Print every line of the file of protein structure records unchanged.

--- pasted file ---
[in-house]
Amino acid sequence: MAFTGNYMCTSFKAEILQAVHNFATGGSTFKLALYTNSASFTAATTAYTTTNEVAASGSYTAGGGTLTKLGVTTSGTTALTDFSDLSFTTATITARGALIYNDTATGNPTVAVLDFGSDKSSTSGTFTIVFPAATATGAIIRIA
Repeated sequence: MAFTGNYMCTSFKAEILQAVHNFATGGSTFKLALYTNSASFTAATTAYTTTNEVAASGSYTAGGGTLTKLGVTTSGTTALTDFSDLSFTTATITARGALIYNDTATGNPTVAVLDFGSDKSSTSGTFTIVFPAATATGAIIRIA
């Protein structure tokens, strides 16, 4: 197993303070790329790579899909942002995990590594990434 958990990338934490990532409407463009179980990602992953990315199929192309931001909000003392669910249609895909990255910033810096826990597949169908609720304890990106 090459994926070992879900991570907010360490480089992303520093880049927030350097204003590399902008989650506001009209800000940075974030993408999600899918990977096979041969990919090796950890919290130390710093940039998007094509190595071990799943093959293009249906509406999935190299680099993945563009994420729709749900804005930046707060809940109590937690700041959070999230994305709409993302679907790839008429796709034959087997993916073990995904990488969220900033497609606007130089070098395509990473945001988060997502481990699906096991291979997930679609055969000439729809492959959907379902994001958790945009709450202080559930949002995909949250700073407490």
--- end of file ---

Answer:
[in-house]
Amino acid sequence: MAFTGNYMCTSFKAEILQAVHNFATGGSTFKLALYTNSASFTAATTAYTTTNEVAASGSYTAGGGTLTKLGVTTSGTTALTDFSDLSFTTATITARGALIYNDTATGNPTVAVLDFGSDKSSTSGTFTIVFPAATATGAIIRIA
Repeated sequence: MAFTGNYMCTSFKAEILQAVHNFATGGSTFKLALYTNSASFTAATTAYTTTNEVAASGSYTAGGGTLTKLGVTTSGTTALTDFSDLSFTTATITARGALIYNDTATGNPTVAVLDFGSDKSSTSGTFTIVFPAATATGAIIRIA
């Protein structure tokens, strides 16, 4: 197993303070790329790579899909942002995990590594990434 958990990338934490990532409407463009179980990602992953990315199929192309931001909000003392669910249609895909990255910033810096826990597949169908609720304890990106 090459994926070992879900991570907010360490480089992303520093880049927030350097204003590399902008989650506001009209800000940075974030993408999600899918990977096979041969990919090796950890919290130390710093940039998007094509190595071990799943093959293009249906509406999935190299680099993945563009994420729709749900804005930046707060809940109590937690700041959070999230994305709409993302679907790839008429796709034959087997993916073990995904990488969220900033497609606007130089070098395509990473945001988060997502481990699906096991291979997930679609055969000439729809492959959907379902994001958790945009709450202080559930949002995909949250700073407490």